Neighbourhood watch

I went to New York when I was 20, with the foundation course at Central Saint Martins and a horrible experimental haircut. New York is fun. Fun with a capital F. So much fun. Yeah, right. I panicked. I thought I had to be right in the middle of it. To see everything. The Empire State. The Chrysler. The Flat Iron. Chelsea. Brooklyn. MOMA, the Met. The subway. That place Meg Ryan had the orgasm. It was New York after all. NEW YORK. 

I spent the next week in a frenzied state of activity, trying to do everything, and not doing much of it very well. In the city that never sleeps, I was its faithful bleary-eyed tourist.

Two years later, I was back and in a completely different headspace, relaxed in the knowledge I’d ‘done’ the sights. One day, I wandered into the Strand bookshop and got lost in there for hours. And then I sat and had a coffee and watched people go by. For that morning, I was a local. And that was my lightbulb moment. 

A hotel in the centre of town and a rigid schedule of tourist attractions might work for some people. But for the two of us, the joy of travelling has always been when we get under the skin of a place. When we know where to find the good coffee and the name of the guy who makes it. When we don’t have to follow someone barking historical facts or waving an umbrella. 

Add two small people and a round the world trip to the mix, and this approach becomes the only way to go for us. Travel with kids is different. There’s only so much you can do: just try a hectic day of sightseeing with a teething toddler and tell us otherwise.

To a child, after all, everything is new. Every sound and sight and smell and spectacle is bigger to them, because they are smaller, newer, less exposed. A supermarket with unknown things in it is an adventure. A simple walk down the street in a foreign neighbourhood is a sensory experience. A different kind of toilet is a story worth telling.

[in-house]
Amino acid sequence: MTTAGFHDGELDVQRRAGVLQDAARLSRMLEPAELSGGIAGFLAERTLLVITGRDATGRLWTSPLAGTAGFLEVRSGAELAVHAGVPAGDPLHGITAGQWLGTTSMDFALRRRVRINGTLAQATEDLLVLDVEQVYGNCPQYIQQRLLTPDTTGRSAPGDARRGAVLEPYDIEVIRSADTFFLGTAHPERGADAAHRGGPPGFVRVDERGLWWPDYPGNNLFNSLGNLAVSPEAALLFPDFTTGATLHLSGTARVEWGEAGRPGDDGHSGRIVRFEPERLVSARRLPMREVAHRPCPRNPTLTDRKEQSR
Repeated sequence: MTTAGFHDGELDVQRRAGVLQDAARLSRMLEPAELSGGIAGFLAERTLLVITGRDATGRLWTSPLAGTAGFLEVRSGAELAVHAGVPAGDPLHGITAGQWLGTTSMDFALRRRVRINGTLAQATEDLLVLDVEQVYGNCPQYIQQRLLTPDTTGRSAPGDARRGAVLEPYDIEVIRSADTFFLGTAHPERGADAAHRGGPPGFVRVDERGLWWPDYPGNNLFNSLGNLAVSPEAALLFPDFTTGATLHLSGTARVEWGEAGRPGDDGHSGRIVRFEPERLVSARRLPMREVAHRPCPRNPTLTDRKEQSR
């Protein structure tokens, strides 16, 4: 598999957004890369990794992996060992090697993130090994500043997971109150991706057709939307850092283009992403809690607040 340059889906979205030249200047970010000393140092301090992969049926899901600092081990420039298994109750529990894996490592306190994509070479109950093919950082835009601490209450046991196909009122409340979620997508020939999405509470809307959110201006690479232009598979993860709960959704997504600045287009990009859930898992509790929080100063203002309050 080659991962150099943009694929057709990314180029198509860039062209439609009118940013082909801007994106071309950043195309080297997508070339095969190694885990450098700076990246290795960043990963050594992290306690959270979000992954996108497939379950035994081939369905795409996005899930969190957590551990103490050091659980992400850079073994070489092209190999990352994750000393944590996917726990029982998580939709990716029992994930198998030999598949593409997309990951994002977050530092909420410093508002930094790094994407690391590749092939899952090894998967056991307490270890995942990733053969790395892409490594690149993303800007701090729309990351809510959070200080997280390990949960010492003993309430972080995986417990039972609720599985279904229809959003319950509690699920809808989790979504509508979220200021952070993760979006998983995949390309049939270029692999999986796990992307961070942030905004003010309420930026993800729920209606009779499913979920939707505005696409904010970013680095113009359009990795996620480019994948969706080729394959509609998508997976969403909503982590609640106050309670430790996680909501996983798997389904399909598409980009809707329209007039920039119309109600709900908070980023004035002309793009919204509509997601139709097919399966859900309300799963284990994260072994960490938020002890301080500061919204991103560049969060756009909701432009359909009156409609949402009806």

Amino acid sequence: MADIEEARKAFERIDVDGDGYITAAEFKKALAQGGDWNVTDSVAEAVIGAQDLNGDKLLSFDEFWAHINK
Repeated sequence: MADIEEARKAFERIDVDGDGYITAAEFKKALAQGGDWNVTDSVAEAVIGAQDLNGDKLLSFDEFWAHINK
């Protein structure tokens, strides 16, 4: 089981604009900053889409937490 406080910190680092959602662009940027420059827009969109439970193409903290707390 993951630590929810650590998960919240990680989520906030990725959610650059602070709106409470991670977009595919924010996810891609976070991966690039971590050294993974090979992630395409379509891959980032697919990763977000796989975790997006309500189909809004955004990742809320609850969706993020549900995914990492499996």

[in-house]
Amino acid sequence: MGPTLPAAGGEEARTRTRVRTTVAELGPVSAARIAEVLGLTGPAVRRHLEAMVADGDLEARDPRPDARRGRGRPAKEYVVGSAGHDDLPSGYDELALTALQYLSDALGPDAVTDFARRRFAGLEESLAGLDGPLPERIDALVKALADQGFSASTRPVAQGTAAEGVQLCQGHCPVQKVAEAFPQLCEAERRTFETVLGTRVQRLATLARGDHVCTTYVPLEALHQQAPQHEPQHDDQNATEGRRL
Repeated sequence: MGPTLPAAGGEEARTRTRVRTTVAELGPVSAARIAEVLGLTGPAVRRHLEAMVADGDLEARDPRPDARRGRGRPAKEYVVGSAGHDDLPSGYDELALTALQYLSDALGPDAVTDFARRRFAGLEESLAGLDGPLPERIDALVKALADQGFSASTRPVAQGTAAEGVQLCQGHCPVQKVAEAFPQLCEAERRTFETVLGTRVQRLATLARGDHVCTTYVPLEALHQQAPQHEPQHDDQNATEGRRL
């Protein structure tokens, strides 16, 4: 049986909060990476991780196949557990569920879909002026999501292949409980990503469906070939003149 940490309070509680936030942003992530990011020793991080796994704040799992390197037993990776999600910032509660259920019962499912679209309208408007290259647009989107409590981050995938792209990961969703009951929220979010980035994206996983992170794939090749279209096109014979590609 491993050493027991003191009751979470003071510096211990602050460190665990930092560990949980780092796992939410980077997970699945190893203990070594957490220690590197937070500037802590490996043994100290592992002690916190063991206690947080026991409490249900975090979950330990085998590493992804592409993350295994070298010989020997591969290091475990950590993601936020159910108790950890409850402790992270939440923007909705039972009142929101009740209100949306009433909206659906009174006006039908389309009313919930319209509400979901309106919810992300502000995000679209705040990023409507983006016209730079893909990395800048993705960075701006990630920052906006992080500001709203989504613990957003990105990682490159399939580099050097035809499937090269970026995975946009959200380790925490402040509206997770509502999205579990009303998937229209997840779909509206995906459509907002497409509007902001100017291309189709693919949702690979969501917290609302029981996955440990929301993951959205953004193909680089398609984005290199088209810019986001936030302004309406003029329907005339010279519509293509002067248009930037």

So we take it relatively easy. Where we can, we like to find a neighbourhood. It doesn’t need to be fancy or famous or cool. It just needs to be a tuk-tuk or cab or songthaew away from it all. So that we can go there, see it, eat it, enjoy it and then run back to our peaceful, anonymous area. Then we stand a chance of sleep and don’t spend the night moaning about young people’s parties like a couple of grumpy octogenarians.

There are other benefits too. These areas are cheaper, because they’re not where tourists want to be. In Chiang Mai, we started off in the south west corner of the moat, where we spent our days in the city's only park, blowing bubbles with River and watching the acrobats practise handstands as the sun dropped down for the night. We found friends with a beautiful restaurant and a baby with more hair than River. We'd walk back from their place in the dark, past the old guys drinking Sangsom in shack bars and the seamstresses stitching wedding dresses on the floor of their shop. 

When Lori had his knee operation and we unexpectedly ended up staying in Chiang Mai for two and a half months, we set up home in Santitham, a decidedly untouristy area just a ten minute walk from the old town and a short drive from hipster Nimman. We got ourselves a two bedroom flat with a giant living room and a kitchen for £12 a night. We had takeaways with movies, we played Monopoly, we had friends around for drinks. Injuries aside, we had a semblance of a normal life.

These areas are where we find our hidden gems, places that don’t make it to the guidebooks or the culture blogs. They do not have dress codes or waiting lists. We do not reserve a table in advance. In Chiang Mai, we fell in love with the tiny Burmese place around the corner, which won Olivia’s heart and got her well and truly hooked on beef curry. The backstreets around Samsen Soi 6 in Bangkok were home to a rabble of lively restaurants, cooking food that left a lot of the high-end offerings dead in the water. Waitresses walked our baby up and down the rickety pavements to calm him and give us a chance to eat. Musicians and meandering locals spilled out onto the streets. It was alive. 

In Hanoi, Vietnam, we lived in an apartment block right next to a wet market. Every morning, we walked through that street of new smells and strange fruit, where hairdressers popped up by nailing a mirror to a tree, where we slurped pho and ice cold beer for breakfast. As the Tet holiday closed in, our landlady brought us a traditional trung cake and a vase full of peach blossom to celebrate like everyone else.

These areas, above all, are where we feel part of a place. Locals, even if just for a few days. It’s morning coffees, and hanging off climbing frames, and knowing where things are in the shop around the corner. None of this stuff is bucket list worthy. It's nothing to shout about. It's doing everyday things in other places, through the lens of different cultures. It's just living. But that, after all, is what we set out to do.